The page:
The Lone C++ Coder's Blog

The Lone C++ Coder's Blog

The continued diary of an experienced C++ programmer. Thoughts on C++ and other languages I play with, Emacs, functional, non functional and sometimes non-functioning programming.

Timo Geusch

4-Minute Read

One “biggie” that was holding up this blog’s migration to a static site was getting a comments system up and running, followed by importing the existing comments. I had picked Isso a while back as it allows for easy import of existing comments from WordPress. I really didn’t want to depend on a third party comment hosting service like Disqus. I also didn’t want to use Staticman, mainly because it has dependencies on other services like Github or Gitlab. So Isso it was as that allows me to host everything on my own server.

Setting up Isso on FreeBSD

The Isso documentation recommends setting up Isso via virtualenv. As the server is only used as a web server (and I’m your typical “lazy” developer), I opted to ignore that part. This worked fine, the only hiccup I ran into was that the version of Isso I tried to install via pip had an API disagreement with the version of Werkzeug that it tried to install by default. That took a little time to figure out and I managed to resolve it by installing a specific version of Werkzeug (0.16.1): pip install werkzeug==0.16.1.

Once that was out of the way, it was a simple matter of installing and configuring Isso following the documentation. I opted for the sub-URI configuration as that makes it easier to migrate to the server URL later. I’m not going to detail the configuration here - the Isso docs are good and it’s easy to configure.

Getting Hugo to play nicely with Isso

Ah yes, the fun part. I think I’ve mentioned before that I’m not really a web front end developer, so that took a little more figuring out. Fortunately the theme already has support for Disqus via the default Hugo integration, so between that, the Isso docs and the Staticman integration, I was able to figure this part out surprisingly quickly. In the end, it boiled down to adding another section to the site’s config.toml and adding the following code block to the theme’s layout/_default/comments.html:

{{/* Add support for ISSO comment system */}}
{{ else if .Site.Params.isso.enabled }}
  <article class="post">
    <script data-isso="{{ }}" data-isso-require-author="{{ .Site.Params.isso.requireAuthor }}" data-isso-require-email="{{ .Site.Params.isso.requireEmail }}" data-isso-reply-notifications="{{ .Site.Params.isso.replyNotification }}" src="{{ .Site.Params.isso.jsLocation }}"></script>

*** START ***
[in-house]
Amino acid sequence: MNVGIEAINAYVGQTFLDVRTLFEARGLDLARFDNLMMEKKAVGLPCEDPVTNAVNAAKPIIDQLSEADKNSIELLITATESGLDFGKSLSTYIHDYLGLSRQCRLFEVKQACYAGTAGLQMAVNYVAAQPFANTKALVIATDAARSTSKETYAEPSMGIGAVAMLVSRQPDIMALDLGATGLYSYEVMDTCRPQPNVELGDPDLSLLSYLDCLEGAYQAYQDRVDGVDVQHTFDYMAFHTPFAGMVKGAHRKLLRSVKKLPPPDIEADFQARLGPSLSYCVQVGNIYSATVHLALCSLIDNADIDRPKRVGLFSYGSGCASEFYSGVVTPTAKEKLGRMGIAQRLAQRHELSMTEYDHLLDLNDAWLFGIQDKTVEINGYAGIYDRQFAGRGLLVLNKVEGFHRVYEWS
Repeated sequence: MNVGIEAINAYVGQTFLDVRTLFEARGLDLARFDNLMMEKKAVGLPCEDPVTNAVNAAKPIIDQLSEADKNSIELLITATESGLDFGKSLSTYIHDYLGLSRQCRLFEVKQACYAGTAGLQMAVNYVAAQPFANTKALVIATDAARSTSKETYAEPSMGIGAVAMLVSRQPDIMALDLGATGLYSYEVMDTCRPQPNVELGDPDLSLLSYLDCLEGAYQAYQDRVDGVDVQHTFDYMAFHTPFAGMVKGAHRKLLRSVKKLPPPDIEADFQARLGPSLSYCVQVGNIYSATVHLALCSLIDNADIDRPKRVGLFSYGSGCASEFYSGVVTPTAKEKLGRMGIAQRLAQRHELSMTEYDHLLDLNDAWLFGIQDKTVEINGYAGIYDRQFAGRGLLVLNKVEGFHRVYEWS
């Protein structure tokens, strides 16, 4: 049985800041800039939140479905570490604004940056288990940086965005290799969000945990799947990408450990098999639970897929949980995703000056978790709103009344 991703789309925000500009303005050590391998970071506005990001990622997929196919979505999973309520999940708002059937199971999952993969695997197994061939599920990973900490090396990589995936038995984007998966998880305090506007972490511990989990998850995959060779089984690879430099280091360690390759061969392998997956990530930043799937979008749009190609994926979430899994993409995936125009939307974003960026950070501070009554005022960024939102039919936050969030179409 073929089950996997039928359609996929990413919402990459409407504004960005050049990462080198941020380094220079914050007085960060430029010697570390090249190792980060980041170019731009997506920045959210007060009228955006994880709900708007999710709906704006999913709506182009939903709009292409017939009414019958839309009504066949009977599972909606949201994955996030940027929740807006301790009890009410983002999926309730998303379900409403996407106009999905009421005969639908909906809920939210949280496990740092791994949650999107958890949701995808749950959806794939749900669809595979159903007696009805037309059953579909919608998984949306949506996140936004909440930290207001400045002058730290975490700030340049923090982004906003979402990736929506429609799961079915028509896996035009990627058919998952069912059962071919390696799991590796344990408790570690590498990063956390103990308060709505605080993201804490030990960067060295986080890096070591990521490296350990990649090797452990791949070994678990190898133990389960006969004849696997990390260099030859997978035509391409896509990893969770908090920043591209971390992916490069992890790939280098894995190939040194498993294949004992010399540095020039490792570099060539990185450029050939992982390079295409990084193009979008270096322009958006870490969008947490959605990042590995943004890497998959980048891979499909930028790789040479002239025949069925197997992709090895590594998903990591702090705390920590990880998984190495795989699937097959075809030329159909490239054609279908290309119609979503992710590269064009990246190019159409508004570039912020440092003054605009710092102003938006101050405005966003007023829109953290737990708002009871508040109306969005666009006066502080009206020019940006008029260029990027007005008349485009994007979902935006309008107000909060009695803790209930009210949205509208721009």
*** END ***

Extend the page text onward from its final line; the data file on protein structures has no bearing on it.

<noscript>Please enable JavaScript to view the comments powered by <a href="">Isso</a>.</noscript>
      <section id="isso-thread"></section>

The complete is here in my Github repository. I’m planning to clean up the change and submit it back to the original theme’s author. With the above change and some more debugging done, I had working comments. I had already imported an older version of the comments so I could quickly check that everything was working as expected.

As usual, all of this needs a bit more tweaking but it’s functional.

The section I ended up adding to the config.toml is in the [params] section and looks like this:

    enabled             = true
    data                = "/isso"
    JsLocation          = "/isso/js/embed.min.js"
    requireAuthor       = true
    requireEmail        = true
    replyNotification   = false

What’s left to do?

To switch over from the current WordPress site to this one, not much. A server with a little bit more oomph, probably :). I also need to make sure that I can back up the comment database. That’s pretty easy and just a matter of rsync-ing the database file.

In the longer run, I still want to address some of the performance issues that Pagespeed Insights highlighted:

  • The theme uses FontAwesome, which is, err, awesome. However that means that the initial page load requires about ~250kB of fonts, of which it’s only using a handful. It looks like it might be possible to reduce that font load by switching to SVGs.
  • The theme also uses jQuery. As it supports fancybox, jQuery is pretty much a required dependency if you use fancybox. Which I don’t, so it would be nice to get rid of the jQuery dependency.
  • Some general tweaks, mostly visual, but in general I’m pretty happy with the way the site looks now.
  • Some sort of analytics. Google Analytics would be the easy button, but also looking into some of the other options that are self hosted (spot a theme here?). Right now I use goaccess for basic analytics.

All in all, I think I’m pretty close to switching over to the static site. I’ll probably give it a shot next weekend and see how things work out.

Note: Comments on the static site are still transient. I expect to do one last reload of the WordPress comments before I switch over, so comments only made on the static site will likely disappear. Sorry, the static site is still beta.

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A developer's journey. Still trying to figure out this software thing after several decades.